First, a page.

By Lisa Yount
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Extra info for Animal Rights
In 1986, the same year that Britain passed its new act and a similarly rigorous law took effect in West Germany, the European Union approved the Animal Experiments Directive (86/609/EEC), which established uniform animal welfare provisions for all member countries and required member countries to develop legislation promoting alternatives to laboratory animal use. In June 2002, after 10 years of debate, Germany went even further by becoming the first European Union country to guarantee protection to animals in its constitution.
Even in those states, however, shelters can still sell to “middleman” animal dealers. THEFT OF COMPANION ANIMALS The dealers who buy animals from shelters are classified by the Animal Welfare Act as class B dealers, meaning that they buy animals from “random sources” rather than breeding them specifically for sale as so-called class A dealers do. The AWA stipulates that class B dealers must be licensed by the USDA and must keep careful records showing the sources of their animals, but animal rights groups such as the American Anti-Vivisection Society claim that these records are sometimes incomplete or falsified.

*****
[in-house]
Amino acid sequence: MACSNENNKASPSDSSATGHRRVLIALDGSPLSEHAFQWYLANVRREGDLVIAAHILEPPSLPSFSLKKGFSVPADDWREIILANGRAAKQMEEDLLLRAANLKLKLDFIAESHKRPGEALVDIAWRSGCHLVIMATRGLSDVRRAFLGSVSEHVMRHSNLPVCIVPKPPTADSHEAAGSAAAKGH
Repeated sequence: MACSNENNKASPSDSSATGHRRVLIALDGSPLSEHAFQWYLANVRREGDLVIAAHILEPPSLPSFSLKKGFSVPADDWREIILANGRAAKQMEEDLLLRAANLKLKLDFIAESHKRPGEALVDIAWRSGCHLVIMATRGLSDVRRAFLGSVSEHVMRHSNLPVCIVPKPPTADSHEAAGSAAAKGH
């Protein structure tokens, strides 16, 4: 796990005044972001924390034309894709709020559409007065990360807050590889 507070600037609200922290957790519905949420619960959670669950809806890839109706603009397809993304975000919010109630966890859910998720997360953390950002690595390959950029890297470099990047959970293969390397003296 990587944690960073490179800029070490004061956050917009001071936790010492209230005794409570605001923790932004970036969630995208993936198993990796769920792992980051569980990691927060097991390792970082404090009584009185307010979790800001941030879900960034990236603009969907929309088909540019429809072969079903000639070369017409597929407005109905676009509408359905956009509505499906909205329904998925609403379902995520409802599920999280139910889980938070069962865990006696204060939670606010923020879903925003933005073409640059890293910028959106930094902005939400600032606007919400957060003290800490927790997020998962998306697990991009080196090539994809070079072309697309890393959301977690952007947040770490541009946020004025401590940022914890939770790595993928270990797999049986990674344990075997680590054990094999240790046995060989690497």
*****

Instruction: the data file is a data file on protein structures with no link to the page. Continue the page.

The number of fish and other aquatic creatures being raised for food is also rising rapidly. Animal rightists claim that most of these animals, along with others being raised for eggs, milk, and fur, live under abysmal conditions. One of the first descriptions of these conditions appeared in a 1964 British book called Animal Machines, in which Ruth Harrison described life on what she called factory farms: 26 I s s u e s i n A n i m a l We l f a r e a n d A n i m a l R i g h t s The old lichen covered barns are being replaced by .